Ventnor Mayor Beth Holtzman, right, honored Lauren Merlino, second from left, and her friend Julia Logue, center, for their lifesaving actions. Also pictured, front, Marco Merlino, 11, Abra and Nick Merlino, and Logue’s parents, along with Commissioners Tim Kriebel and Lance Landgraf.

VENTNOR – The Board of Commissioner Thursday, Aug. 8 honored two local teens for their quick actions that saved the life of one of the teen’s father on a hot summer Friday in July.

Lauren Merlino, 15, a junior at Atlantic City High School, and her friend Julia Logue, 16, also a junior, received certificates from Mayor Beth Holtzman who noted each girl performed their lifesaving actions without hesitation. Their quick action saved the life of Lauren’s father, Nicholas Merlino, 50, who was having a diabetic seizure while swimming in his backyard pool around 4:45 p.m. on July 26.

Nicholas Merlino, an iron worker who was diagnosed with Type I diabetes at age 29, wears an insulin pump, but the sensor that goes under his skin was not working properly and a new one was delivered that day, his wife Abra said. His plan was to go to the gym, then bathe before inserting the new sensor, she said. He worked out on the elliptical machine for about 50 minutes, during which time his blood sugar dropped dangerously low.

“All he could think of was that he was hot, hot, hot,” Abra Merlino said.

As he got into the pool, his blood sugar dropped even lower and he started to experience a seizure. Lauren Merlino had just gotten home and was in her room looking out the window when she noticed her dad was “acting goofy,” which is not unusual, Abra Merlino said.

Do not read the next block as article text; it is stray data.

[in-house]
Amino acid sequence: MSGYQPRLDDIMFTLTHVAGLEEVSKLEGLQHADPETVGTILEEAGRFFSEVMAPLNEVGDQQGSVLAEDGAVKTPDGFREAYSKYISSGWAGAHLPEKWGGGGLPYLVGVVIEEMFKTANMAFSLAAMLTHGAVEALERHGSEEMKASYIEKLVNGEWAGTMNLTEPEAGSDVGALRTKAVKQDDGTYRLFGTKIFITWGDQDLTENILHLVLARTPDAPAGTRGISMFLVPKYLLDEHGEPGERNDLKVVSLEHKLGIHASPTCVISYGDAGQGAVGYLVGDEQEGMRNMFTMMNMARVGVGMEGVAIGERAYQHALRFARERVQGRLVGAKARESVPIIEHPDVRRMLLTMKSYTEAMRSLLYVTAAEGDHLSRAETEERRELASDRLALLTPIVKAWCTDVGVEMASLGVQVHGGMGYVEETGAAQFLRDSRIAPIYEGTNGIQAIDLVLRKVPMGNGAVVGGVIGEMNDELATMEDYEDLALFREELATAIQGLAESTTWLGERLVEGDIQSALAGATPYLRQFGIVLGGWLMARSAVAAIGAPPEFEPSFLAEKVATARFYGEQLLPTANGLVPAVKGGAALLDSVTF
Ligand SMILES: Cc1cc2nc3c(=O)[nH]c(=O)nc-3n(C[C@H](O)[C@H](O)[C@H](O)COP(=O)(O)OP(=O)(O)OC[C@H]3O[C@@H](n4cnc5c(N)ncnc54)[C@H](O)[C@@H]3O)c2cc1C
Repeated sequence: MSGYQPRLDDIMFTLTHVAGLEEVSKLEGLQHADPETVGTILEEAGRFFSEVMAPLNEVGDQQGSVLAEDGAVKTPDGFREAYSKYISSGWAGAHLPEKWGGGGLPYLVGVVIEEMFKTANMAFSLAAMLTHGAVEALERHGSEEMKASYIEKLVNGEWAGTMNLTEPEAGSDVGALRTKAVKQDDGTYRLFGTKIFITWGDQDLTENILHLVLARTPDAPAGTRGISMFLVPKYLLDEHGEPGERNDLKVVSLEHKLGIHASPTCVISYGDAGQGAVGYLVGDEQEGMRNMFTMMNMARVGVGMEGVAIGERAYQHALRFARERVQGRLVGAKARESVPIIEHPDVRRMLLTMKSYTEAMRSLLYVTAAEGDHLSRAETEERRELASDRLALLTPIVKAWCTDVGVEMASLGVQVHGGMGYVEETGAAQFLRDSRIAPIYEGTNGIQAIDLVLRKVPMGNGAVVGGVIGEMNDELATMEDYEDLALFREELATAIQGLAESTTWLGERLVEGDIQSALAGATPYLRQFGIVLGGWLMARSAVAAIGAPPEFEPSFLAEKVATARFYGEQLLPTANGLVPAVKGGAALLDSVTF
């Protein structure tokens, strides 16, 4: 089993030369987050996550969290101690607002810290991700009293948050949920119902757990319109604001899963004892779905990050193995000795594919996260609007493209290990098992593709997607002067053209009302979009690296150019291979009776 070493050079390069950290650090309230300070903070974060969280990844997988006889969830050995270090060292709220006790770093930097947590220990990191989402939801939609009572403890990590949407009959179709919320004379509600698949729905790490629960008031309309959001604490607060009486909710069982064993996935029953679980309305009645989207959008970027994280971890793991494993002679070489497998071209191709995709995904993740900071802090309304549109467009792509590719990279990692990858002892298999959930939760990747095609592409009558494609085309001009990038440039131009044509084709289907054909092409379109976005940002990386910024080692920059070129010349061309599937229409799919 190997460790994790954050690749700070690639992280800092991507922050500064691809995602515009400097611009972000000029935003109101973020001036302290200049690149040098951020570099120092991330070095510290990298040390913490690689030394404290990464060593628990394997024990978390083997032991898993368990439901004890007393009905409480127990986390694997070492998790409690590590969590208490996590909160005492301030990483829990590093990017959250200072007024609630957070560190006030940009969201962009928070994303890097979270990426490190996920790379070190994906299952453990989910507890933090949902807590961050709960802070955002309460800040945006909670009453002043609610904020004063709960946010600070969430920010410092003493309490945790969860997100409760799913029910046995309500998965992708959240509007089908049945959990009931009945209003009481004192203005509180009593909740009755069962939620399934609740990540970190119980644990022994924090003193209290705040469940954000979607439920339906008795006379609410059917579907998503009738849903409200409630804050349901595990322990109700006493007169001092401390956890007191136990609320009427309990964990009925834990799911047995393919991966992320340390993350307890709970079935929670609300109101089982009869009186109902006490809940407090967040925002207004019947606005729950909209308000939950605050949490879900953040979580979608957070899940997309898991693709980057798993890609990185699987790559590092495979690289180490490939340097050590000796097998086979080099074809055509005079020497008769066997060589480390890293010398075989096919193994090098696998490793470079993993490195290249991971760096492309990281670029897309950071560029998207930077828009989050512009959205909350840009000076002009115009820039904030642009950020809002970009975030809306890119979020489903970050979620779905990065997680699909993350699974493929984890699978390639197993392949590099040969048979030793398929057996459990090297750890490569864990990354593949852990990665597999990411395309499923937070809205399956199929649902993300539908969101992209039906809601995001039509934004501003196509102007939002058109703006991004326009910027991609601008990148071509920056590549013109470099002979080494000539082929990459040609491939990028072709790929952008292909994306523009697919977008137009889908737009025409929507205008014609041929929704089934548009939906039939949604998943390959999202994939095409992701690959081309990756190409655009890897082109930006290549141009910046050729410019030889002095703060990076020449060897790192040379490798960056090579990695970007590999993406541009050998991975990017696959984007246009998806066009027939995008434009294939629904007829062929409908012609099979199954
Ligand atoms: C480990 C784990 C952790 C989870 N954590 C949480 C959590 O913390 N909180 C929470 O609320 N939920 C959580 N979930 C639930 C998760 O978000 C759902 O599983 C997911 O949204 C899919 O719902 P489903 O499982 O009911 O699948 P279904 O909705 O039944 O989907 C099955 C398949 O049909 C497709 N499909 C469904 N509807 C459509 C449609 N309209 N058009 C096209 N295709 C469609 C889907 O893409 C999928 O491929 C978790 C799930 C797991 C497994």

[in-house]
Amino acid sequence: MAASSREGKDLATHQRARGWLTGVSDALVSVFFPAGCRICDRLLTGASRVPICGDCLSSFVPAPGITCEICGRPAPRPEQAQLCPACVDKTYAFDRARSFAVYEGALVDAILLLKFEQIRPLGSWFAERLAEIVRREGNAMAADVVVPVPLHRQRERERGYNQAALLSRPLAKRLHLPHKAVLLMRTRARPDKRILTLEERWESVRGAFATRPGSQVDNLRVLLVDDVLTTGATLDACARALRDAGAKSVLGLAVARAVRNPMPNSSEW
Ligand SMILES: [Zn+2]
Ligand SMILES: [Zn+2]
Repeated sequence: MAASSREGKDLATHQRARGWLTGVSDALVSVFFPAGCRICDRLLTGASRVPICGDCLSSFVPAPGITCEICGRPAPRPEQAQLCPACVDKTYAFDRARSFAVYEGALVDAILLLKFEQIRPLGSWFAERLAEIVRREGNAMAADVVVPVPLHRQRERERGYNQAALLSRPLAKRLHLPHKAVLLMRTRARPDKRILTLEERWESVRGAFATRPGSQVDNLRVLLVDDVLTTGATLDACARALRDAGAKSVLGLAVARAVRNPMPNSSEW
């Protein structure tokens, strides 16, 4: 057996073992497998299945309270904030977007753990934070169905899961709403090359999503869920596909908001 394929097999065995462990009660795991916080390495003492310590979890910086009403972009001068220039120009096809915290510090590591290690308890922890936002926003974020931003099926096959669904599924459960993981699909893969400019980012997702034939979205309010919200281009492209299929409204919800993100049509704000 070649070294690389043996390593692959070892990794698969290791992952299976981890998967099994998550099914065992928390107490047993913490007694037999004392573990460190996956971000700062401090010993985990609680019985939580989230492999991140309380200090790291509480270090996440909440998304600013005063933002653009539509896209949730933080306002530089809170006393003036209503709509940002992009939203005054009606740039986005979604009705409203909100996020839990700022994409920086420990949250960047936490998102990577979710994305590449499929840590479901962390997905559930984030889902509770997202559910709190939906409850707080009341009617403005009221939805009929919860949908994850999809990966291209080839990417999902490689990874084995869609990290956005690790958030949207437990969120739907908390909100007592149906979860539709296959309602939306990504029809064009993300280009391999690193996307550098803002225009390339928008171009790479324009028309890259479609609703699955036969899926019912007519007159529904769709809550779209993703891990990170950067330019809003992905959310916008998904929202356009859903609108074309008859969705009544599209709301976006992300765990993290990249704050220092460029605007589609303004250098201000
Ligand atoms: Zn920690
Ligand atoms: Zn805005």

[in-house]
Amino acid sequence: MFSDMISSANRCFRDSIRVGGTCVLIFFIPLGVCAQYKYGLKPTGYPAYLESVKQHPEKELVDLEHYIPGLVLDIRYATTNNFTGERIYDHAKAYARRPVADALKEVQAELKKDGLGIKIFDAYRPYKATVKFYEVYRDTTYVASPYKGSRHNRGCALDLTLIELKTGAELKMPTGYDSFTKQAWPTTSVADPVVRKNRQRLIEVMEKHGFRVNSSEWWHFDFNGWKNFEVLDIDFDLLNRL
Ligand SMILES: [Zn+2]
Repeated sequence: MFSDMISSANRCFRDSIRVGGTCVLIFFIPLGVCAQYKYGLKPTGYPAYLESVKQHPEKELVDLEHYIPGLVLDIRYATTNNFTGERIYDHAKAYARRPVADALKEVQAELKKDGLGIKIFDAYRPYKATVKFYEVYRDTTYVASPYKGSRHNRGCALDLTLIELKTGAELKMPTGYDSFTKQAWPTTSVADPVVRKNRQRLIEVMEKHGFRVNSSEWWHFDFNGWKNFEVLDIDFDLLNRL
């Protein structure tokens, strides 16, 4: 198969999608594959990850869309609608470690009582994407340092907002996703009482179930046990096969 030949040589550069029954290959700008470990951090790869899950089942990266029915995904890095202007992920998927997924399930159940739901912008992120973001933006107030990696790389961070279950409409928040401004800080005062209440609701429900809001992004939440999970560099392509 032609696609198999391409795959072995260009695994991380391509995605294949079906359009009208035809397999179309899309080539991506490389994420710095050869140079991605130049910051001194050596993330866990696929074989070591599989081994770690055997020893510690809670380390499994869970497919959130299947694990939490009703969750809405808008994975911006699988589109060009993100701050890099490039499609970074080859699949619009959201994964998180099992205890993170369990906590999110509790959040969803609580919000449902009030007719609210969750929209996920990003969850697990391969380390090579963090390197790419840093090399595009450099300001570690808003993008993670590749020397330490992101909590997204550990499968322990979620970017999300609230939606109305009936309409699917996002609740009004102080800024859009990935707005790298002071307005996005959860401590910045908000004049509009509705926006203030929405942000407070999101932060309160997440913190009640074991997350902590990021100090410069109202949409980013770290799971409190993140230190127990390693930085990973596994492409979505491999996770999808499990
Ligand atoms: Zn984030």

Taking a second look seconds later, Lauren Merlino realized something serious was happening and she rushed to the pool. As she attempted to lift him out of the pool, she shouted to her friend to call 9-1-1.

“What we have here is two girls who were experienced,” said Abra Merlino, 44, who performs reiki therapy at Swift Studio in Ventnor. “Lauren with the effects of low blood sugar and Julia with calling 9-1-1.”

Logue had called 9-1-1 on two other occasions – once for a family member at age 9, and another time when she saw someone struggling while swimming in the back bay.

Abra Merlino arrived home four minutes later, noticed the emergency vehicles approaching her home, and saw Logue yelling to EMTs, “He’s in the backyard.”

“I immediately ran to the backyard and jumped into the pool to help pull him out of the water. I instinctively knew it was his blood sugar,” she said.

After a few sips of orange juice and administration of dextrose by the EMTs, he started to revive and was taken to the hospital where it took several hours for his blood sugar to rise to a reading of 50, still awfully low for a diabetic. He was checked for fluid in his lungs, which turned out to be negative, and his blood sugar continued to rise to normal levels. He was released but was monitored for 24 hours.

It took a few days for Nicholas Merlino to feel normal again, Abra Merlino said.

As far as the girls go, they both feel as though they did what anyone else would do in a similar situation and have unsuccessfully tried to stay out of the limelight, Abra Merlino said. They were the subject of a story on regional television news station, and home security videos of the event were posted online.

“They didn’t want all the attention, but we are all very happy that they were there for him,” Abra Merlino said. “We could have lost him in a matter of seconds if they didn’t notice what was happening and he went under.”

Abra Merlino said her husband is extremely grateful and feels “indebted” to the girls, she said.

“He knows now that he has to be more conscientious about his diabetes and always wear his sensor,” she said.